Tag Archive | summer

Through the Garden Gate

It’s been ages since I last blogged here but life and business have been hectic with little free time despite the virtual holiday I had last month (you can read all about that here!) Summer is now heading towards autumn (boo hoo) but what a glorious one it’s turned out to be here in the UK and the garden has certainly rewarded us with its glory.

To think we went from this:

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to this:

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Last year’s weather was a washout and this year was forecast to be the same yet Mother Nature has a way of recovering and boy, did she! From a superb display of daffodils and stupendous tulips:

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pruned foxgloves

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But not everything faired well. The fuchsias haven’t been good, the columbines peaked all at once and were over within a week and my two tall, all-summer-long varieties were blown over in the strong winds we have here. As the plants flourished, so did the snails to decimate my hostas – their leaves are like lace curtains although the flower spikes survived. We aren’t plagued with slugs, thankfully. We have an army of frogs that keeps them in check. The roses have re-bloomed three times now, and we have never had such a glorious or long display of sweet peas. I’m still picking them.

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The rear garden is still dazzling splash of colour with many pots and hanging baskets,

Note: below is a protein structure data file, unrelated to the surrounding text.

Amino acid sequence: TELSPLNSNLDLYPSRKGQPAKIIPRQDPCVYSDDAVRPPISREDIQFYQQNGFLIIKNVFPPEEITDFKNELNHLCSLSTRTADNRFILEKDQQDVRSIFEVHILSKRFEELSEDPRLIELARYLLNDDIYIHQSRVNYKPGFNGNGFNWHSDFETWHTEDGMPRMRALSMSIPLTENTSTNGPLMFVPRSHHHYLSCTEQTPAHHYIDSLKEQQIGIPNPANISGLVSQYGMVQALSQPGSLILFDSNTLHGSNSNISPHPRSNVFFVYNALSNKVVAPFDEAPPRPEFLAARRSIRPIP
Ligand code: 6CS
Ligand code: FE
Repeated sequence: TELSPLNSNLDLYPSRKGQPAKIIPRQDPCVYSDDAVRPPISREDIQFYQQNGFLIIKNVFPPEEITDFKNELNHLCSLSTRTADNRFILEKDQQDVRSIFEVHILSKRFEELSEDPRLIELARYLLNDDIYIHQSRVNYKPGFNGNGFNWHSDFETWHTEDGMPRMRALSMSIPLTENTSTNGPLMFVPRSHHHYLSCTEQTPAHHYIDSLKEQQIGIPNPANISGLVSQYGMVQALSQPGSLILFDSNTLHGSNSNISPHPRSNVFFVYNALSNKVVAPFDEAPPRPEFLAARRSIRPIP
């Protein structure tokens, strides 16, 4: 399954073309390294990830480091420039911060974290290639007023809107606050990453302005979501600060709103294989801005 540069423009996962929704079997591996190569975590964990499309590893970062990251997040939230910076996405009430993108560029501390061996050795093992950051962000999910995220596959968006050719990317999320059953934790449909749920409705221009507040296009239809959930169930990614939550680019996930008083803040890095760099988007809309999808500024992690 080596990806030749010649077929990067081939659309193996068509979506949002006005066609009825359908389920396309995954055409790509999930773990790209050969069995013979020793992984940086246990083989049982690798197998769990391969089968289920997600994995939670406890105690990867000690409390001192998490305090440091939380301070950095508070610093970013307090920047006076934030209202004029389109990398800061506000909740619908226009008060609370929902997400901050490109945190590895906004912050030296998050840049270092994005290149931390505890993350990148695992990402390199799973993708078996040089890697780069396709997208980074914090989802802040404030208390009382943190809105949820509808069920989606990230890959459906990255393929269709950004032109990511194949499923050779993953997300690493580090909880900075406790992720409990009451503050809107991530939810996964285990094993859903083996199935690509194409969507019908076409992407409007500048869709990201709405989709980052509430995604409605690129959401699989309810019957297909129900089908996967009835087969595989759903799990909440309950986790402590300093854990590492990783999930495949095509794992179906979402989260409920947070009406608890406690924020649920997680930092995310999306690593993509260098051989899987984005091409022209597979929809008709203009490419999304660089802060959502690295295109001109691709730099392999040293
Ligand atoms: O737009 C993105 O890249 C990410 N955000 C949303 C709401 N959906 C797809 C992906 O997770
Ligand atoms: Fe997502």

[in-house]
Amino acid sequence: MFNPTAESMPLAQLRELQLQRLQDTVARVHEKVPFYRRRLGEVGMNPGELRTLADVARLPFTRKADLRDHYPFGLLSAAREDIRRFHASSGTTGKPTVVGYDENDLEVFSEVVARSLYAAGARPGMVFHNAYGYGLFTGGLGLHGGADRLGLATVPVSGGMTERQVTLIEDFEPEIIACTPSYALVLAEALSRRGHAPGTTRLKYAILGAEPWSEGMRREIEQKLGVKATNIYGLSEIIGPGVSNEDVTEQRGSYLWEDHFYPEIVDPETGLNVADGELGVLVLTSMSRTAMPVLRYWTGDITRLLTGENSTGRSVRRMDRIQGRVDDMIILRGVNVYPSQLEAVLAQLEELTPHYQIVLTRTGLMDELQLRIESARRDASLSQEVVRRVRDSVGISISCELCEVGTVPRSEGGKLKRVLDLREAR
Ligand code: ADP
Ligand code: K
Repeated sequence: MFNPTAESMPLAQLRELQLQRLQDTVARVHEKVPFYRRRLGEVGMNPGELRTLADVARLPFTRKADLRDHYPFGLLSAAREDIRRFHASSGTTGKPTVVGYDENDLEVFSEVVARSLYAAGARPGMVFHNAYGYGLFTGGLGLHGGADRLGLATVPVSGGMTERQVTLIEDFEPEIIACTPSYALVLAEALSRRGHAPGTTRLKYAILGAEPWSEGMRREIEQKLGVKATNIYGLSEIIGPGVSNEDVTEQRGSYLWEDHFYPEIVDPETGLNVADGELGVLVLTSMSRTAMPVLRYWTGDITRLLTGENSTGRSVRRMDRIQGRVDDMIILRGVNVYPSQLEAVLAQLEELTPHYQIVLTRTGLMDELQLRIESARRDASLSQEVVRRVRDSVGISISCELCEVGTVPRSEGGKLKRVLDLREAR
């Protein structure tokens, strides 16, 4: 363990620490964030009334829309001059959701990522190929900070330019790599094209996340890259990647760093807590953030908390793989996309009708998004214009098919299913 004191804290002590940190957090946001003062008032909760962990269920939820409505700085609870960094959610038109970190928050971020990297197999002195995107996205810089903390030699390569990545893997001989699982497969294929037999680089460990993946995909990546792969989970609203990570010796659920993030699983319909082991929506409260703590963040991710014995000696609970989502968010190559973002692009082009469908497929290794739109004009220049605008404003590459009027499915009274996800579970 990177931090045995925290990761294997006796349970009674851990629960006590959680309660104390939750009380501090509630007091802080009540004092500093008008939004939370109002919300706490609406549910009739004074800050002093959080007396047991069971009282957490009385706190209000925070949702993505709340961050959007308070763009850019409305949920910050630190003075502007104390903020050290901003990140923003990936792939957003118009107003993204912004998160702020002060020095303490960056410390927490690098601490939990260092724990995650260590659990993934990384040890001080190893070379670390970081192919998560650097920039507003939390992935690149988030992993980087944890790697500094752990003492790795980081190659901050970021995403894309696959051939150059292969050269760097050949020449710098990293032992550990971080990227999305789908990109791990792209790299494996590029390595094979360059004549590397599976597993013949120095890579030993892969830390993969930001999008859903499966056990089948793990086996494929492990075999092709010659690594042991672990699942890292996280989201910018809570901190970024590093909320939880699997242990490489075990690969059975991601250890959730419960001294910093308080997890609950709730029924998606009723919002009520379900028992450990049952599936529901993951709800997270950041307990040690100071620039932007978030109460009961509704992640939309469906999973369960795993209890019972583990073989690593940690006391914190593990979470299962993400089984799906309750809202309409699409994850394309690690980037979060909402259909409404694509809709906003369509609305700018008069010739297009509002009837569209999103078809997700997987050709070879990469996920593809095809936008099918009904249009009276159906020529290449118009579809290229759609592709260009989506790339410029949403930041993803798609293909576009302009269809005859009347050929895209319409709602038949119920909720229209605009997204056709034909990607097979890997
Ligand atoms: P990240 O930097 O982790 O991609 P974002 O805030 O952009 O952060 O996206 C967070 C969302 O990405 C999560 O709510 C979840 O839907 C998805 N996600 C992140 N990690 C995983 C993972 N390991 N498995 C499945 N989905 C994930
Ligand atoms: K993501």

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and the new lilies we found, in red, yellow and white, were exotic but each flower only lasted a day.

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The good weather enabled me to get in the garden more, enjoy my early 7:00 am coffee out there and it’s been wonderful being able to sit outside all day and work whilst enjoying the sights, sounds and perfumes.

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Along with the glorious flowers we have taken much pleasure this year in the wildlife that’s come back to the garden. We came across our first slow worm for many a year, although he nearly got chopped up by the lawnmower!

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Dragonflies have been in abundance, as have the butterflies (read more about the butterflies in Over the Backyard Fence), moths including the fascinating humming bird hawk moth, crickets and bees – I never realised there were so many different sizes and varieties of bumble bees, from tiny “baby” ones to huge fat, long haired ginger ones. Certainly no shortage in my garden.

What we haven’t had this year is the plague of flying ants we normally get in July, nor wasps.

Soon it will be time to put it all to bed and dream of next summer. I’ve great plans for the garden. Much has to come out as it has become crowded, many larger plants need dividing, ie the astilbe and hosta, most of the irises and crocosmia will be thinned out so I can put in a wider variety of perennials and shrubs, and several larger shrubs must come out altogether as they are taking up too much room and creating far too much shade, apart from which they are not the colour they were supposed to be when purchased, but they have served their purpose and given the birds handy perches whilst waiting to feed.